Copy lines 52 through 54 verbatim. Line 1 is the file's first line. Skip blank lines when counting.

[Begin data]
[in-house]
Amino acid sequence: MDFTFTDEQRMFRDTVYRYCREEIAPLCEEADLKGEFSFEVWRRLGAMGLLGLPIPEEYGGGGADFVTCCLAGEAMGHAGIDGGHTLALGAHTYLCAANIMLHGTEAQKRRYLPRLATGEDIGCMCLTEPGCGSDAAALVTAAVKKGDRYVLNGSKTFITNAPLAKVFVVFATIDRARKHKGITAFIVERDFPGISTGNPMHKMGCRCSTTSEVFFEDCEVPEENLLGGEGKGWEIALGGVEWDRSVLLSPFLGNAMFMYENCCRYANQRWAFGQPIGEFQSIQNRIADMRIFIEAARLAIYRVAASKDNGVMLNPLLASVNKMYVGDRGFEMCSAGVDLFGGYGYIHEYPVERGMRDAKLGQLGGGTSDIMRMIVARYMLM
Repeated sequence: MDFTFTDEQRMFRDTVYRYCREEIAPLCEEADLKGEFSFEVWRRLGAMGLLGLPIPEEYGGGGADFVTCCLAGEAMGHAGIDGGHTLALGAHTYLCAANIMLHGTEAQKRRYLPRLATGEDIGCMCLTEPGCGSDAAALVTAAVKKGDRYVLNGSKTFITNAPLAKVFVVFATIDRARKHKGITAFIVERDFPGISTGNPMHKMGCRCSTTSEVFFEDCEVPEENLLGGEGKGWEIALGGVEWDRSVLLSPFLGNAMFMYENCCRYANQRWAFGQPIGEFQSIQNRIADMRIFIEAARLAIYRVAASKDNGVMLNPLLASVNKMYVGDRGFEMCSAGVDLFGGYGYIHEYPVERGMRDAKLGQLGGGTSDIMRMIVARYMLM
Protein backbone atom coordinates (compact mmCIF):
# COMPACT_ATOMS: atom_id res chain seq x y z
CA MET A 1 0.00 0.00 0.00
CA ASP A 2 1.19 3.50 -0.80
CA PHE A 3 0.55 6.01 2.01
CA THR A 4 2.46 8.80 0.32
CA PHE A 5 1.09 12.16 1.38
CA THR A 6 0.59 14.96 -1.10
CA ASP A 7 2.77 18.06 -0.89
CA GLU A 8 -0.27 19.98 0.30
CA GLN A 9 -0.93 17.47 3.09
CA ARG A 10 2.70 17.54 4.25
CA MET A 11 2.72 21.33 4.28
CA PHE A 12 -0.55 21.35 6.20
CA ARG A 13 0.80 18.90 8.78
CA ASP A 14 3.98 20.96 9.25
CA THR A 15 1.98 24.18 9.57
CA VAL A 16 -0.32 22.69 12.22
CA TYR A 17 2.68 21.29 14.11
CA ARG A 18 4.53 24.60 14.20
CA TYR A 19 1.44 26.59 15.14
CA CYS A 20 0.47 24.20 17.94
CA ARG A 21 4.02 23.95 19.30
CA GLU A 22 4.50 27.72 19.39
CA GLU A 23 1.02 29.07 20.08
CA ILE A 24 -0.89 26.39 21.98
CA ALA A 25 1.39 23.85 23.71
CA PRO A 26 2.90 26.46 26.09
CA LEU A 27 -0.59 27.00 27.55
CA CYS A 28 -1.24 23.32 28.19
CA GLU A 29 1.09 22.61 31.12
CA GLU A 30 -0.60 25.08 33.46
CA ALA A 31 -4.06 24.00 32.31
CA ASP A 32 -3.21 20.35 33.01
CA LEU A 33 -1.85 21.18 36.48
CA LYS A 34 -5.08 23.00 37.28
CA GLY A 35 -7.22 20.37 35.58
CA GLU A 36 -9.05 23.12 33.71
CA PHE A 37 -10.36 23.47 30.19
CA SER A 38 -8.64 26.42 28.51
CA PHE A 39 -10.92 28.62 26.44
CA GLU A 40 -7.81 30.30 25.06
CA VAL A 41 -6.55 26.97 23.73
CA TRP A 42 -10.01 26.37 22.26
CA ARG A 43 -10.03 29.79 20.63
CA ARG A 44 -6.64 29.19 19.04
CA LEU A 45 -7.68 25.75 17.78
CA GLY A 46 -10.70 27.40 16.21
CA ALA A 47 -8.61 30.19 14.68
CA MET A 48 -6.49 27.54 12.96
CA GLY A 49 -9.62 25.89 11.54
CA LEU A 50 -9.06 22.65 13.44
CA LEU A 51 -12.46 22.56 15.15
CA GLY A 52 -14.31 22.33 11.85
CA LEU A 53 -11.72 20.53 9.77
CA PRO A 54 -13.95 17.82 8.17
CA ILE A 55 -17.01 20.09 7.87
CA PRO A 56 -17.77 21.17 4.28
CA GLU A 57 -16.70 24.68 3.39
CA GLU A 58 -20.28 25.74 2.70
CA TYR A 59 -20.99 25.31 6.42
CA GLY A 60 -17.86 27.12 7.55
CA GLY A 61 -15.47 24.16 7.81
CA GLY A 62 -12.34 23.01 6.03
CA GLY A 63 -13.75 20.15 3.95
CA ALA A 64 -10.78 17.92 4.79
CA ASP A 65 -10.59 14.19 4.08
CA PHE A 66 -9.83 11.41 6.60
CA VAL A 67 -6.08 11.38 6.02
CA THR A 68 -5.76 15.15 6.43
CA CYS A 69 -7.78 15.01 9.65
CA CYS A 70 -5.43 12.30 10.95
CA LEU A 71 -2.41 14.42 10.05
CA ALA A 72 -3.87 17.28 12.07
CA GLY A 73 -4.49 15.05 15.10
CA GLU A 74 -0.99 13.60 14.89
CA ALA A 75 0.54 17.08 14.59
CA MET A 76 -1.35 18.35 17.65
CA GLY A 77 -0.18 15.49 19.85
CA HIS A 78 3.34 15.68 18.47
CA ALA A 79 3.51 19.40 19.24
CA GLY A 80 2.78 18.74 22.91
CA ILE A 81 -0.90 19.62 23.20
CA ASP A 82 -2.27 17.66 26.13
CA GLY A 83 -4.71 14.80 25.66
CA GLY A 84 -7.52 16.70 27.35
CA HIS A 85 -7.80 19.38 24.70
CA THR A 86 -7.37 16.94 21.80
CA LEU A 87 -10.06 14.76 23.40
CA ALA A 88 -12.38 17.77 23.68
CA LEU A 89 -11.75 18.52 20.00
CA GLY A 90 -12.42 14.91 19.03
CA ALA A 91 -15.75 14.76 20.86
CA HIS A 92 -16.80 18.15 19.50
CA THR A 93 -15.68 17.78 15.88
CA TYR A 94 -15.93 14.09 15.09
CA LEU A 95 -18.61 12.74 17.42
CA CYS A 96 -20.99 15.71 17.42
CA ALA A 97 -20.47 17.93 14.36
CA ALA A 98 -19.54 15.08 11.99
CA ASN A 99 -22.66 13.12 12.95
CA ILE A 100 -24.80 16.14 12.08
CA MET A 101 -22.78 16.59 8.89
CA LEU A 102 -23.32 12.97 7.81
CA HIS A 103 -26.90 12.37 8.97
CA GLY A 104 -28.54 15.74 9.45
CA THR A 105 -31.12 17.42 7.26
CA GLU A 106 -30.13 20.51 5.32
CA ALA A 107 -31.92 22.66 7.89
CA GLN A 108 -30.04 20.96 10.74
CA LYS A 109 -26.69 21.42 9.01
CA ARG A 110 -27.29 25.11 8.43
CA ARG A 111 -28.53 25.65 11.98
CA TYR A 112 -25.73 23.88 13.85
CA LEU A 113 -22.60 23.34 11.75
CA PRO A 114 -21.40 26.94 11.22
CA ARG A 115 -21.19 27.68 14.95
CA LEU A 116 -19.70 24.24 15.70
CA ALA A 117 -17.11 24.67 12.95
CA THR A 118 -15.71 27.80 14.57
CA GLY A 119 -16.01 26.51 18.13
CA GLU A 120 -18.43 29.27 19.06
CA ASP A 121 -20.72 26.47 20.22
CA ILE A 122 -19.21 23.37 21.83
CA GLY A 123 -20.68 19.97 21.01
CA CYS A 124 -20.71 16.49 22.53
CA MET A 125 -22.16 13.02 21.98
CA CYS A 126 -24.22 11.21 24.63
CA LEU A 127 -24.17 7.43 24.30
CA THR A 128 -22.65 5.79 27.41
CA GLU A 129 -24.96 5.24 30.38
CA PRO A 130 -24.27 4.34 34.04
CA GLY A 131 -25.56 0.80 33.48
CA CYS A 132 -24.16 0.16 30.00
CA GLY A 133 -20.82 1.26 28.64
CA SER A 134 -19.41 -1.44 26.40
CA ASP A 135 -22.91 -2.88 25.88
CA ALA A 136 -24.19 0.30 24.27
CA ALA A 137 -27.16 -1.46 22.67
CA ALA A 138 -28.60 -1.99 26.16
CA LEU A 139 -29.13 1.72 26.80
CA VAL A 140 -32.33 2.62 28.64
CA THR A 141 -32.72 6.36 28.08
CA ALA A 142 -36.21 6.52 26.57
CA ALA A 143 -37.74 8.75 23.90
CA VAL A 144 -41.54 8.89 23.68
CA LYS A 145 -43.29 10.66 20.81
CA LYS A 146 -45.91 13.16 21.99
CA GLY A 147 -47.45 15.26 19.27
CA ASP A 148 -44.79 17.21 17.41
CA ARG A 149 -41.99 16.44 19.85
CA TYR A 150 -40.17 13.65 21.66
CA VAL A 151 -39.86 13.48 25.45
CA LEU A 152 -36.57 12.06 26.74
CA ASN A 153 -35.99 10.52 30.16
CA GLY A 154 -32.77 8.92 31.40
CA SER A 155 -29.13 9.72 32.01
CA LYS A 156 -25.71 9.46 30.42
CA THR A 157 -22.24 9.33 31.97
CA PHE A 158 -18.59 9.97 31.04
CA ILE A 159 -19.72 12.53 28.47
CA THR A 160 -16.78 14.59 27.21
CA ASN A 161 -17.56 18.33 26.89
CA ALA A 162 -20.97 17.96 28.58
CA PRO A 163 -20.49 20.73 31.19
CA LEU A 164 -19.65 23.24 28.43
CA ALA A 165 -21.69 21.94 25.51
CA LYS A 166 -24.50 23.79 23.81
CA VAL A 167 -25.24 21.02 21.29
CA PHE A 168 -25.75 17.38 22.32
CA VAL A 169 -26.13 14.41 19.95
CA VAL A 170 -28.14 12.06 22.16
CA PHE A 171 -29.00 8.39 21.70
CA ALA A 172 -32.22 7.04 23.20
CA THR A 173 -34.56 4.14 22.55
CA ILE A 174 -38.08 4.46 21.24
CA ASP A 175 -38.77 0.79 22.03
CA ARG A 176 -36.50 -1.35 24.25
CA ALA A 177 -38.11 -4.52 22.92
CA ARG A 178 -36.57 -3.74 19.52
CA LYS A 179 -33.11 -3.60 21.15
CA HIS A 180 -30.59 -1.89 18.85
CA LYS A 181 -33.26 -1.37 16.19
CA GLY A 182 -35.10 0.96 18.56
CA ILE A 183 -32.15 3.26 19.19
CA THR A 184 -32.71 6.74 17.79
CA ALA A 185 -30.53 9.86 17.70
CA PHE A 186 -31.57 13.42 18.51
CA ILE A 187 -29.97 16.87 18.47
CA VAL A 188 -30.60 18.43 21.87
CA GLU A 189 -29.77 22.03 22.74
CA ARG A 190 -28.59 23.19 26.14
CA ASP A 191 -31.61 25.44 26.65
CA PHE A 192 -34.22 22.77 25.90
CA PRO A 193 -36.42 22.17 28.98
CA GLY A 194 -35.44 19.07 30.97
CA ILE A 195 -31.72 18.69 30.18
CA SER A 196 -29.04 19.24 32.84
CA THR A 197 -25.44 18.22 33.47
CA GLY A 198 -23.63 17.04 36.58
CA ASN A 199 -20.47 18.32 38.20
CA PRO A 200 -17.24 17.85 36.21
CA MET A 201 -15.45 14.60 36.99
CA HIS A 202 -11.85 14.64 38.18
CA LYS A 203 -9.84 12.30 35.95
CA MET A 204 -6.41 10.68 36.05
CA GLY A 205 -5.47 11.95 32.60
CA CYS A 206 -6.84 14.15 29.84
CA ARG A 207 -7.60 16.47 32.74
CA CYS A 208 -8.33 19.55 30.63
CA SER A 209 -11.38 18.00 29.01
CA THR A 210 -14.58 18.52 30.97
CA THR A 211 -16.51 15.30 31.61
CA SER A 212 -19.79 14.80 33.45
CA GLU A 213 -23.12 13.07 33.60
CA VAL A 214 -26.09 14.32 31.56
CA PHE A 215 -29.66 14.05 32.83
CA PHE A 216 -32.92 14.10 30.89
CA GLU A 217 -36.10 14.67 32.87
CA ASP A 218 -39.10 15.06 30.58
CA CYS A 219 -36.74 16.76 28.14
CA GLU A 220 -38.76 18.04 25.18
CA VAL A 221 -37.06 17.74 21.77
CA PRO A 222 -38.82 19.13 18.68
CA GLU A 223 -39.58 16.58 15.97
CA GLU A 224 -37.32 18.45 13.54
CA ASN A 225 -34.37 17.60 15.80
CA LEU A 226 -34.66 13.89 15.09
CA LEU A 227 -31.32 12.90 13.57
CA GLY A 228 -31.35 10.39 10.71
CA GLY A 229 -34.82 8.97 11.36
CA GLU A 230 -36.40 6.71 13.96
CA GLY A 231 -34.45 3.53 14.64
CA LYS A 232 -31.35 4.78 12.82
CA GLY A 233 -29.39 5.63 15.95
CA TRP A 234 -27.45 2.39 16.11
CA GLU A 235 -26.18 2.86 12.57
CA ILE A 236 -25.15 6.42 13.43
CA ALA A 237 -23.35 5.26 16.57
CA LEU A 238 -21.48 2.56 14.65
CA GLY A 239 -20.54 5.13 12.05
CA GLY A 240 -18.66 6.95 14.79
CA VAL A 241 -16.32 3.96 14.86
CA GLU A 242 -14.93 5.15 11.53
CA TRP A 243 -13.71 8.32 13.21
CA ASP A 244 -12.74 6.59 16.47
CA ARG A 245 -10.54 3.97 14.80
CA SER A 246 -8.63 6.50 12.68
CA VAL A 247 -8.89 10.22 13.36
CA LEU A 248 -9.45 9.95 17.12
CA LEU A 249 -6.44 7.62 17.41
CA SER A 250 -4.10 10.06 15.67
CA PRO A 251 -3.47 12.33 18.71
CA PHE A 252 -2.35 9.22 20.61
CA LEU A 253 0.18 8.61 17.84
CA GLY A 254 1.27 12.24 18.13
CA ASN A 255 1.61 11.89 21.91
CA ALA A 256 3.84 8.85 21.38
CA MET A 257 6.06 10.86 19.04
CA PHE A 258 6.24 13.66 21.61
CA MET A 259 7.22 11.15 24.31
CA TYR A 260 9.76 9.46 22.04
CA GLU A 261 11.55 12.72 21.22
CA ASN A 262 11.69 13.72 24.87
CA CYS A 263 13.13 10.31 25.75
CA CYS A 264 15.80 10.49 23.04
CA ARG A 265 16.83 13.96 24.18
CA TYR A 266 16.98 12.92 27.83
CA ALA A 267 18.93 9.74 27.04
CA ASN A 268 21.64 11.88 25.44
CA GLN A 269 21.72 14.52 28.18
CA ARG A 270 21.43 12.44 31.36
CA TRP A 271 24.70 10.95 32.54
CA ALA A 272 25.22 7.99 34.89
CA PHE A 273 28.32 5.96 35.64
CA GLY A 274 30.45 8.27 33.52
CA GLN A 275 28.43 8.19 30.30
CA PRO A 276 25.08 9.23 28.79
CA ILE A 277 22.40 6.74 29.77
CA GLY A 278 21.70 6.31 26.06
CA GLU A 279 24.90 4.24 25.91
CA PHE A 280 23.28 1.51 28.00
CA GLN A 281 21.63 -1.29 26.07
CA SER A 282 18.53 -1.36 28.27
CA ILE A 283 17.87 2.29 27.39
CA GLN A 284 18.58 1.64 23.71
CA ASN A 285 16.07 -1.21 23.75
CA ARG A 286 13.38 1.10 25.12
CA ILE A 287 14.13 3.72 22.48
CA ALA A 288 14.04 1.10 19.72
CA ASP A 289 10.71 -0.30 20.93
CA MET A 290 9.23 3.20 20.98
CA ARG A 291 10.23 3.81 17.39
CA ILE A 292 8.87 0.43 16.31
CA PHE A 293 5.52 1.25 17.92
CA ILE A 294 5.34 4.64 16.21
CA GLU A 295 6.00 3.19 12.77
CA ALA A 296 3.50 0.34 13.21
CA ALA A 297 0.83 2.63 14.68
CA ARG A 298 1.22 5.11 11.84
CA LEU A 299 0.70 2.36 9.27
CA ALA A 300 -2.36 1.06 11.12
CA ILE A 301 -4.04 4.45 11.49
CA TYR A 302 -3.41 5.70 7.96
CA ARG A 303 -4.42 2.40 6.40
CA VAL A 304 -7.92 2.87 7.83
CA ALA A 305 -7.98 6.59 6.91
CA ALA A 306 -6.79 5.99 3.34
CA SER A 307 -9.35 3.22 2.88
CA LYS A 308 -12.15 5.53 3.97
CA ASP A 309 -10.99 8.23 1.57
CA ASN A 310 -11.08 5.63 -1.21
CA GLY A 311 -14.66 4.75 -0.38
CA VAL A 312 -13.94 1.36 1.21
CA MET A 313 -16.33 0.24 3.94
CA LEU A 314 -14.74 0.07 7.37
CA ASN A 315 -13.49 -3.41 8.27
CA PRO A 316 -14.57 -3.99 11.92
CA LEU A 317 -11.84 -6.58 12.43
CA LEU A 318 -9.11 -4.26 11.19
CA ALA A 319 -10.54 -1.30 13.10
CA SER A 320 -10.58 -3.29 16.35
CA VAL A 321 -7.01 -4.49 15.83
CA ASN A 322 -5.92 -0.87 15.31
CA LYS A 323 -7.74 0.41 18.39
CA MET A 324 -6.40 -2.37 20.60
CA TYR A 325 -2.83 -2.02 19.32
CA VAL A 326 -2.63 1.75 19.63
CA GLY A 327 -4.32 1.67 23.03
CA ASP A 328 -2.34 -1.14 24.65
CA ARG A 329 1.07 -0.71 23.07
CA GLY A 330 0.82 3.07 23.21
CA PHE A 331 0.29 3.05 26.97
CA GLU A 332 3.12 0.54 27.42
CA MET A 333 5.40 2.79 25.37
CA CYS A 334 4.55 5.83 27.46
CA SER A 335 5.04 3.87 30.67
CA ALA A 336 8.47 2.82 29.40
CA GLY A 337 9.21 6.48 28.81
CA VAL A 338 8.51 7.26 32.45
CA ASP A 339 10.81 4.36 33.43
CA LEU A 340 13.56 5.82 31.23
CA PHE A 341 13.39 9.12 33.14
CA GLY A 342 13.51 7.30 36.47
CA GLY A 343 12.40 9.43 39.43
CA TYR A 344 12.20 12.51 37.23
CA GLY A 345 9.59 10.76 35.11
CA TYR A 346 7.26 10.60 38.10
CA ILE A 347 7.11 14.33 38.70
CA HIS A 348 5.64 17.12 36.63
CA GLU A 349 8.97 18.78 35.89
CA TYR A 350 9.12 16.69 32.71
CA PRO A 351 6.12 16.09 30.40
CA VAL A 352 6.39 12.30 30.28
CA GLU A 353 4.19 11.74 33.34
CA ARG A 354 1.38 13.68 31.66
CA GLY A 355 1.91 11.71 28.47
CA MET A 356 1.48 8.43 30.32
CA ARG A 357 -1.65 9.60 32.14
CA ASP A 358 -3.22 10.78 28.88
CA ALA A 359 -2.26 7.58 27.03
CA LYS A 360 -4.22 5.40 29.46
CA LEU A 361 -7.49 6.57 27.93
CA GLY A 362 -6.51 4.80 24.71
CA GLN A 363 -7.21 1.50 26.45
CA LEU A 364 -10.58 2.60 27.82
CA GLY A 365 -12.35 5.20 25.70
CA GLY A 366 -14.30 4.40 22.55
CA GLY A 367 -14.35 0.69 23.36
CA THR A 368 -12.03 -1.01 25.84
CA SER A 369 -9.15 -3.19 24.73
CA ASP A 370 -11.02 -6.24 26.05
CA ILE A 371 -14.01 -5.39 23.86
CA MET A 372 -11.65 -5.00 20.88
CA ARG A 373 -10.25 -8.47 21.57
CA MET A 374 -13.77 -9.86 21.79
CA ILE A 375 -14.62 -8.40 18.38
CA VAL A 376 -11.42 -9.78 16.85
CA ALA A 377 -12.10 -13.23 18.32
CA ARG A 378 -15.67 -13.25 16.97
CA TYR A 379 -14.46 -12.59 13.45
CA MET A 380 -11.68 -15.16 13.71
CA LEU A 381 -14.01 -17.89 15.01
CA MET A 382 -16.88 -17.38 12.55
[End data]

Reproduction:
CA ALA A 47 -8.61 30.19 14.68
CA MET A 48 -6.49 27.54 12.96
CA GLY A 49 -9.62 25.89 11.54